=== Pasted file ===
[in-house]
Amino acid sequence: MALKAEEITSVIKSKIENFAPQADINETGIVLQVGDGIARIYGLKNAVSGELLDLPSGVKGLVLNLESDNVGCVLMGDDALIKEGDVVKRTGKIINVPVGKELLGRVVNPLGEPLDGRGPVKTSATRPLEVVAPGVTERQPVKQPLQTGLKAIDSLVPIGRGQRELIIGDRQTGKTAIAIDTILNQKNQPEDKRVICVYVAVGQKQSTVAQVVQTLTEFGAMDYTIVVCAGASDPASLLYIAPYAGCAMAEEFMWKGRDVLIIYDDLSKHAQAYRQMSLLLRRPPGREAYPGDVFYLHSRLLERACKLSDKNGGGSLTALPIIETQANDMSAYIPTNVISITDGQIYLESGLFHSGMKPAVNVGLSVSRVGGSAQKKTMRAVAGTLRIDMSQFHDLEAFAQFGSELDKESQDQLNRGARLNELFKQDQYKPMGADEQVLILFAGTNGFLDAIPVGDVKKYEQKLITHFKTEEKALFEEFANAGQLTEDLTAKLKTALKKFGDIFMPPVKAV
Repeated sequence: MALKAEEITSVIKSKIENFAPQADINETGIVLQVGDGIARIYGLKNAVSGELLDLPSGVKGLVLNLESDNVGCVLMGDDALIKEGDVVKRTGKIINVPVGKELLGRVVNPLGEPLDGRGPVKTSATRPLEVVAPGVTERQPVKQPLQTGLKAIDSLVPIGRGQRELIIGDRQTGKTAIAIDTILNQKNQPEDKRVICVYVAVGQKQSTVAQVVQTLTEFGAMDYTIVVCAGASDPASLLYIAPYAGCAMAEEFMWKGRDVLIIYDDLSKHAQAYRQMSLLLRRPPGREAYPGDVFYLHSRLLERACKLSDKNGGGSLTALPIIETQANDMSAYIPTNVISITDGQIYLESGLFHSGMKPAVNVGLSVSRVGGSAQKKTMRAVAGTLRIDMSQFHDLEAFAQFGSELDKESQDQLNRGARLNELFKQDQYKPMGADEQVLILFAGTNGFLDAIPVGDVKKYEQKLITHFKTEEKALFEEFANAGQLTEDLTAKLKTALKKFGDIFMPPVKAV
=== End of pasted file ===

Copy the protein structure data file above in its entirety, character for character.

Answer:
[in-house]
Amino acid sequence: MALKAEEITSVIKSKIENFAPQADINETGIVLQVGDGIARIYGLKNAVSGELLDLPSGVKGLVLNLESDNVGCVLMGDDALIKEGDVVKRTGKIINVPVGKELLGRVVNPLGEPLDGRGPVKTSATRPLEVVAPGVTERQPVKQPLQTGLKAIDSLVPIGRGQRELIIGDRQTGKTAIAIDTILNQKNQPEDKRVICVYVAVGQKQSTVAQVVQTLTEFGAMDYTIVVCAGASDPASLLYIAPYAGCAMAEEFMWKGRDVLIIYDDLSKHAQAYRQMSLLLRRPPGREAYPGDVFYLHSRLLERACKLSDKNGGGSLTALPIIETQANDMSAYIPTNVISITDGQIYLESGLFHSGMKPAVNVGLSVSRVGGSAQKKTMRAVAGTLRIDMSQFHDLEAFAQFGSELDKESQDQLNRGARLNELFKQDQYKPMGADEQVLILFAGTNGFLDAIPVGDVKKYEQKLITHFKTEEKALFEEFANAGQLTEDLTAKLKTALKKFGDIFMPPVKAV
Repeated sequence: MALKAEEITSVIKSKIENFAPQADINETGIVLQVGDGIARIYGLKNAVSGELLDLPSGVKGLVLNLESDNVGCVLMGDDALIKEGDVVKRTGKIINVPVGKELLGRVVNPLGEPLDGRGPVKTSATRPLEVVAPGVTERQPVKQPLQTGLKAIDSLVPIGRGQRELIIGDRQTGKTAIAIDTILNQKNQPEDKRVICVYVAVGQKQSTVAQVVQTLTEFGAMDYTIVVCAGASDPASLLYIAPYAGCAMAEEFMWKGRDVLIIYDDLSKHAQAYRQMSLLLRRPPGREAYPGDVFYLHSRLLERACKLSDKNGGGSLTALPIIETQANDMSAYIPTNVISITDGQIYLESGLFHSGMKPAVNVGLSVSRVGGSAQKKTMRAVAGTLRIDMSQFHDLEAFAQFGSELDKESQDQLNRGARLNELFKQDQYKPMGADEQVLILFAGTNGFLDAIPVGDVKKYEQKLITHFKTEEKALFEEFANAGQLTEDLTAKLKTALKKFGDIFMPPVKAV